Lab Cat

30 Sep 2009

Sock Heels

Filed under: Knitting — Tags: , , , — Cat @ 8:04 am

One of my best purchases at the Sock Summit was Chrissy Gardener’s Toe Up (amazon).  She manages to condense everything I worked out for myself in my first year of sock knitting into a book.  No, I don’t wish I had had this book when I started last August, but it definitely would have helped.  It is helping now.

One of her suggestions is to knit practice heels.  So a couple of weekends ago, I started this exercise. First, I knit the short row heel:

Short row heel

Short row heel

and discovered that it was reversible (not where the white strip is):

short row heel upside down

short row heel upside down

I don’t like the short row heel that much because my heels are so skinny, so I next tried the heel that Chrissy calls the hybrid heel:

Hybrid Heel

Hybrid Heel

I’m not sure what I did wrong to get the teal strip in the middle of the heel.  Well I kind of know and probably could avoid it next time.  It is all do with where you drop one color and start the next.

I put in less gusset stitches than calculated from Chrissy’s worksheet, which meant the heel was really really short.  This was a important lesson for me.  To save having to redo the heel – I dislike frogging and redoing at the best of times and definitely on a practice piece – I just carried on with the slip stitch partridge stitch after the heel was finished.

Another change I made was that Chrissy does a slip stitch rib so that the slip stitches are on the same stitch every purl row.  I changed this so that the slip stitches alternates every other purl row.  I call this partridge stitch because I read that name in a sock pattern somewhere, but I never checked the stitch name, so it might actually be something totally different (such as turkey stitch?).

One thing I found with the hybrid heel is that it is important that your gauge is right – size matters.  The slip stitch heel was much more forgiving than the hybrid heel.  Also the hybrid heel takes up a lot of your sock.  As you can see below, it need about a third of my foot and if I had done more gusset stitches, i.e. the right number, it would have been nearer half:

Hybrid Heels need lots of space!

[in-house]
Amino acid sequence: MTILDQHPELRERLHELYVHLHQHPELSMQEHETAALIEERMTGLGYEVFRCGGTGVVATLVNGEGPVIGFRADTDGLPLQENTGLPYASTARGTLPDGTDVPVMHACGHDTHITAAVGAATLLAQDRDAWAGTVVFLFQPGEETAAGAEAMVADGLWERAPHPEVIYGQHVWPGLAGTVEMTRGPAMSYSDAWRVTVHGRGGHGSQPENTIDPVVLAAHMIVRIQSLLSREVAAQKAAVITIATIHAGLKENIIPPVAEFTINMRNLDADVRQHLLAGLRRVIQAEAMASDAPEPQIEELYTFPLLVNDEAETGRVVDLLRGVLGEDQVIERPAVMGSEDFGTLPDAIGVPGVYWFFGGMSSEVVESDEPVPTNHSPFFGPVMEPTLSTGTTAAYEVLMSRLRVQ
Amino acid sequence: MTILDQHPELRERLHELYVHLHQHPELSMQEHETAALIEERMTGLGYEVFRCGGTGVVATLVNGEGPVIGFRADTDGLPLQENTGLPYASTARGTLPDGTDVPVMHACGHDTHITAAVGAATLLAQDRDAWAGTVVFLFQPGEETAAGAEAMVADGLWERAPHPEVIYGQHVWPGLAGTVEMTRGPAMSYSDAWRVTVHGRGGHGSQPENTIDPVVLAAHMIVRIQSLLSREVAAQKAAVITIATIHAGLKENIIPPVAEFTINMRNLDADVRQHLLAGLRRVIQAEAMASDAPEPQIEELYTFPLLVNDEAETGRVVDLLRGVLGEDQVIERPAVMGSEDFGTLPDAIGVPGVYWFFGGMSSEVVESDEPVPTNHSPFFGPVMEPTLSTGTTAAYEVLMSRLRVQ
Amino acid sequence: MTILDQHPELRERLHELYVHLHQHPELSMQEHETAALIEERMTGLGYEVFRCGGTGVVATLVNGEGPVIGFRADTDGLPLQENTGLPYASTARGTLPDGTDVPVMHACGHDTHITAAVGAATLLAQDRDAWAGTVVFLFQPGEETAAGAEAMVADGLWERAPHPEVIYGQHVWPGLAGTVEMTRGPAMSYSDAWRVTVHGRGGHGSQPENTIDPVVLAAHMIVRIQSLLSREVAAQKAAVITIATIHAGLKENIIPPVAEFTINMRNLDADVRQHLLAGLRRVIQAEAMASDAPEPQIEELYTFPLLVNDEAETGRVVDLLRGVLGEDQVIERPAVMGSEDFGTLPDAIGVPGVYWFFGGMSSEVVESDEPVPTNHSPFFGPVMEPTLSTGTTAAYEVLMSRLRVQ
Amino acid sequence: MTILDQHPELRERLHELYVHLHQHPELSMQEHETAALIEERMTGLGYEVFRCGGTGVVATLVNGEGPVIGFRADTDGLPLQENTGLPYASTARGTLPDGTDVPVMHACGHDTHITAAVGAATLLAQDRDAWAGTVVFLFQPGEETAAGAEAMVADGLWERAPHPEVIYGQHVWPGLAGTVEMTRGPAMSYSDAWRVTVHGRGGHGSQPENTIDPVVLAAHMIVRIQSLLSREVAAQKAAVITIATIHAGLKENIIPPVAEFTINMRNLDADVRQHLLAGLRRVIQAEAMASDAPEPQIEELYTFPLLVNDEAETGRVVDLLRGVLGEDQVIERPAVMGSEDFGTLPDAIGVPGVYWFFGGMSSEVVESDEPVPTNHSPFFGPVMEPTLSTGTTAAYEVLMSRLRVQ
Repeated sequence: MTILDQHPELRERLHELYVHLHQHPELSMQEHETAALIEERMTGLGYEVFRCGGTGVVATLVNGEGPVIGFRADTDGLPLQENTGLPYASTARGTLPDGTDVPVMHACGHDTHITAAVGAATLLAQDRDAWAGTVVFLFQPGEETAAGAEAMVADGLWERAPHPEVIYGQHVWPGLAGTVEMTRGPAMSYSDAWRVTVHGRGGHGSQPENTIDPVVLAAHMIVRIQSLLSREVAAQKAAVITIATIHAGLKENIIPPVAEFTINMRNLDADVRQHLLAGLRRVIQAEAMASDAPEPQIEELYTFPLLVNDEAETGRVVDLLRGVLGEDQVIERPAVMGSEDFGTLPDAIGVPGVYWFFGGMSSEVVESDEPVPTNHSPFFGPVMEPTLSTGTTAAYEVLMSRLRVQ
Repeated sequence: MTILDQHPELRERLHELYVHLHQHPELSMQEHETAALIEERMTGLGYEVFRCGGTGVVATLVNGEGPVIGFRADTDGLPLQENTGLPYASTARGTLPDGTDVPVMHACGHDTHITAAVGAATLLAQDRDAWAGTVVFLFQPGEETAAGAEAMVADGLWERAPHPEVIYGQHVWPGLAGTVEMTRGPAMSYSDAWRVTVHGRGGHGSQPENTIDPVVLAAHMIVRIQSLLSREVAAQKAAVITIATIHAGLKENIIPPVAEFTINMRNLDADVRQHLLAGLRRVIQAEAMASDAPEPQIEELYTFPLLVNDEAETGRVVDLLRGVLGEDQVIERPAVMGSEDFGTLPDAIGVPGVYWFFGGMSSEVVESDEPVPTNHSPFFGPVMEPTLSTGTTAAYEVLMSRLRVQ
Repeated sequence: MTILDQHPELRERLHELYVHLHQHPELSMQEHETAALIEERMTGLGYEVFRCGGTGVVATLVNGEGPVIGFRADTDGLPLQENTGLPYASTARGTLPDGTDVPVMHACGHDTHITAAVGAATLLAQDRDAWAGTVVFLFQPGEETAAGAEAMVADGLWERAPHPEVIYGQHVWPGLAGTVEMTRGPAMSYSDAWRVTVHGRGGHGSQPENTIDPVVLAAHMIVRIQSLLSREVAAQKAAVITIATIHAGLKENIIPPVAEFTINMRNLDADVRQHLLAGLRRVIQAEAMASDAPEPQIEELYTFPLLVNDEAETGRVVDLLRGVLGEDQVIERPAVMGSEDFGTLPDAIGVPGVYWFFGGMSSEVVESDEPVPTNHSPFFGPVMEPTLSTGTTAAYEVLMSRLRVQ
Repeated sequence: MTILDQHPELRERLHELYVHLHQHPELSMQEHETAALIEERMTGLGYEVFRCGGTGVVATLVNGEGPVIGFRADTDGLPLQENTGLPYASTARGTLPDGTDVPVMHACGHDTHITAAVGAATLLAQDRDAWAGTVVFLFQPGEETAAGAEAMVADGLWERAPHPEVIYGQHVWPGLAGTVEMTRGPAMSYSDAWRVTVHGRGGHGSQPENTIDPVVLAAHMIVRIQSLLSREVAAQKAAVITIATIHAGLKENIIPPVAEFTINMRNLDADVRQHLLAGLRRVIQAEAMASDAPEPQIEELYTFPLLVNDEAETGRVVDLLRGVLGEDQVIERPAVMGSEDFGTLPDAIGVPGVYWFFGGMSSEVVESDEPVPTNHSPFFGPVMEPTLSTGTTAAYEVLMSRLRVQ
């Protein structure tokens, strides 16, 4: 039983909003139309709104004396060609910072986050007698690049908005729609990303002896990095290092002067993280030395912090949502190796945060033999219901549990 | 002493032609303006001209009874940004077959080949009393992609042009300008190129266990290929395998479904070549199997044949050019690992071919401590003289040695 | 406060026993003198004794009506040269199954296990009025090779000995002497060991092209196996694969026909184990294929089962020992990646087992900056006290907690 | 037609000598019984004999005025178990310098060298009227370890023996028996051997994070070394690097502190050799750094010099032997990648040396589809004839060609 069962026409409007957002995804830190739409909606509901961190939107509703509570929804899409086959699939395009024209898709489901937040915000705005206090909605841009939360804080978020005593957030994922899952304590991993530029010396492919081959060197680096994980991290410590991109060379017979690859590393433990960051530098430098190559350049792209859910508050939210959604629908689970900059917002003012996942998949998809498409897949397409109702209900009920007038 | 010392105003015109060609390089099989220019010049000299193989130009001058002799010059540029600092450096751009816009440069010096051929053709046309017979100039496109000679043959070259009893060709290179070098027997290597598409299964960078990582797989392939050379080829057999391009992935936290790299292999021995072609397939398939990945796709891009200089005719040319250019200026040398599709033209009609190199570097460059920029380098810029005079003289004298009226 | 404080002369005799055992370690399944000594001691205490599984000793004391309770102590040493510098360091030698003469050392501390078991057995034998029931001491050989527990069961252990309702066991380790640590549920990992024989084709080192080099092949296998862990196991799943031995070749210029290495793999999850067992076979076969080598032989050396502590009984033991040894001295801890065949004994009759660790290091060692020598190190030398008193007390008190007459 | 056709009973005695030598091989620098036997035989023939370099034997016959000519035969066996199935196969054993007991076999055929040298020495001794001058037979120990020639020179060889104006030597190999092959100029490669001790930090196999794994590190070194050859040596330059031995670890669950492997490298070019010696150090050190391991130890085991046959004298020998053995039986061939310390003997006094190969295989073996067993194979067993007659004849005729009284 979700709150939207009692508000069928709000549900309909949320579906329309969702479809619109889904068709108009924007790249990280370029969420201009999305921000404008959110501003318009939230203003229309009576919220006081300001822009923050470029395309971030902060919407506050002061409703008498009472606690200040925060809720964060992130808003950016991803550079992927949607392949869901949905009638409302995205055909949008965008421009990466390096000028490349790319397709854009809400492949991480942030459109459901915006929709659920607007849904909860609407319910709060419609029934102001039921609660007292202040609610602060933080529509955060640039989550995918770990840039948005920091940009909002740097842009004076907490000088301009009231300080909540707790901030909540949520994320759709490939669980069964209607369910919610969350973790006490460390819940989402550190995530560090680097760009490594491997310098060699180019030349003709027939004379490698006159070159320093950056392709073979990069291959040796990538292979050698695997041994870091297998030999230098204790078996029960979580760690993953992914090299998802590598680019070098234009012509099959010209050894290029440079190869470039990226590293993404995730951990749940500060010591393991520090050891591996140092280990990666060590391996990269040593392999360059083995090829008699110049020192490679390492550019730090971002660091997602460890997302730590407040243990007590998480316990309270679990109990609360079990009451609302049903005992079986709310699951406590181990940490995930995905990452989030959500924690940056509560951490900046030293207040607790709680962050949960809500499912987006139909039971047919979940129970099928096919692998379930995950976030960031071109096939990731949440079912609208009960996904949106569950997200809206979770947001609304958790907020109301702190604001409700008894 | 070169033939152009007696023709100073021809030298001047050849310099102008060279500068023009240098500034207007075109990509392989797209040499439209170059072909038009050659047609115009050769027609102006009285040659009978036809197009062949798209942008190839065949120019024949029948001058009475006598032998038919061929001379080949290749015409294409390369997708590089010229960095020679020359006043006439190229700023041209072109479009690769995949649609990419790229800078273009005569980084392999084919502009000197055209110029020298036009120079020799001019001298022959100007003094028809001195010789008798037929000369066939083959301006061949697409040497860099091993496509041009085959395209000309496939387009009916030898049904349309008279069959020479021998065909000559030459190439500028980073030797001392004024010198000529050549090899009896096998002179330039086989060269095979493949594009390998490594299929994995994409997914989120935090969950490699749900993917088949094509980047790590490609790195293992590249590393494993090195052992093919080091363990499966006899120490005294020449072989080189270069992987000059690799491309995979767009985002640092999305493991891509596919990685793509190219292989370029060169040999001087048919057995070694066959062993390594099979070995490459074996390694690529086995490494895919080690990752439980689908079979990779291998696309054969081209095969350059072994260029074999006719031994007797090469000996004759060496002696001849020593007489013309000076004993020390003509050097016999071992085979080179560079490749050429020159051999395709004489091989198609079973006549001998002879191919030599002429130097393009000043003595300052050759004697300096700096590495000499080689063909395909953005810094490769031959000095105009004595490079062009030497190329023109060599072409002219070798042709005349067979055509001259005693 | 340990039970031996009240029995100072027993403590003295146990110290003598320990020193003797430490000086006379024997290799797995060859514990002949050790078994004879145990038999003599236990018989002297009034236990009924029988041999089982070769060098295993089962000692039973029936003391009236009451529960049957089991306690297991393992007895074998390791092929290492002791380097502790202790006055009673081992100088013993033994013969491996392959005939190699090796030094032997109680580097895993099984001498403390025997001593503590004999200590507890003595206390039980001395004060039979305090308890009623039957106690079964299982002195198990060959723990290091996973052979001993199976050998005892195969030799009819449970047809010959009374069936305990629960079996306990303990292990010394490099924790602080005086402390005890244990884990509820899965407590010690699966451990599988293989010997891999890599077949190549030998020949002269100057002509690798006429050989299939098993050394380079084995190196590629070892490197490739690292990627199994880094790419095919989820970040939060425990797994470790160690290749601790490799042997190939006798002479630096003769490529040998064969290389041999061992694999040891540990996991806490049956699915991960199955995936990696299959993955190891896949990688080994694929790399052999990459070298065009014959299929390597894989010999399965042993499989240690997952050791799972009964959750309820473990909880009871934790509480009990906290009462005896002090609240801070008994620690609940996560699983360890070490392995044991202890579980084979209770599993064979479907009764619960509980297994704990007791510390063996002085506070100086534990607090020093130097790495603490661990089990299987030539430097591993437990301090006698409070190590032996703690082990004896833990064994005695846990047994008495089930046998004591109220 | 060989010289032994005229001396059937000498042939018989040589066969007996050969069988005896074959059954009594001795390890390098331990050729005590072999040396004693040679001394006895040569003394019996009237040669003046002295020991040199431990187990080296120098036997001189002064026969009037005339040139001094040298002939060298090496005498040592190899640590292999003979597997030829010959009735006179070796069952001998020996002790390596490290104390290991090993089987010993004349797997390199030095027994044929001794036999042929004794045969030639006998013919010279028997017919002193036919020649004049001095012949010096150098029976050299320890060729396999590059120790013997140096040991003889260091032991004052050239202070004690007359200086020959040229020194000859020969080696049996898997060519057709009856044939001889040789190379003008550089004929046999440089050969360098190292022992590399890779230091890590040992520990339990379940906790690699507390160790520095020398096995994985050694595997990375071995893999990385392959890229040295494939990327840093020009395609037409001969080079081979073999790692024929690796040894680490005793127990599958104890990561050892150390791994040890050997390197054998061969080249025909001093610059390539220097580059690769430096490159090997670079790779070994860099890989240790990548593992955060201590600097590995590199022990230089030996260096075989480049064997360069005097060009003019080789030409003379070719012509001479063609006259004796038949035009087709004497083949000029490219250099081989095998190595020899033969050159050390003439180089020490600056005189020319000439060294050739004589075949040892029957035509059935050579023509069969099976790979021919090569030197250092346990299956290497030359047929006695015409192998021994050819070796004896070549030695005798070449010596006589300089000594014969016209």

Hybrid Heels need lots of space!

Next I’ll try the after thought heels from Chrissy’s book and I want to try this round hat heel from Knitty.

Advertisements

5 Comments »

  1. Is it meant to be like that at the front or are you just lazy in relation to finishing the sock?

    Looking good.

    Comment by shotgunfacelift — 30 Sep 2009 @ 8:10 am

  2. I am practicing heels, so I just knit the heel. Not the toes, not the rest of the leg, just the heel.

    Comment by Cat — 30 Sep 2009 @ 8:51 am

  3. Dummy heels! I’m planning to go through the same exercise, once I get the current knitting done. Or I may get distracted and procrastinate some more! Definitely distracted by spinning on my new spindles…

    The stitch on your heel is called “eye of partridge.” I like that one, too.

    Comment by pdxknitterati — 30 Sep 2009 @ 11:09 am

  4. I’m a big fan of the short-row heel and use it almost exclusively. I think mostly because I hate picking up stitches.

    Comment by mrswhatsit — 1 Oct 2009 @ 1:02 pm

    • With toe-up sock heels, there is no need to pick up stitches even with the hybrid heel. Come on down and start at the toe!

      Comment by Cat — 1 Oct 2009 @ 1:48 pm


RSS feed for comments on this post. TrackBack URI

Leave a Reply

Fill in your details below or click an icon to log in:

WordPress.com Logo

You are commenting using your WordPress.com account. Log Out / Change )

Twitter picture

You are commenting using your Twitter account. Log Out / Change )

Facebook photo

You are commenting using your Facebook account. Log Out / Change )

Google+ photo

You are commenting using your Google+ account. Log Out / Change )

Connecting to %s

Create a free website or blog at WordPress.com.

%d bloggers like this: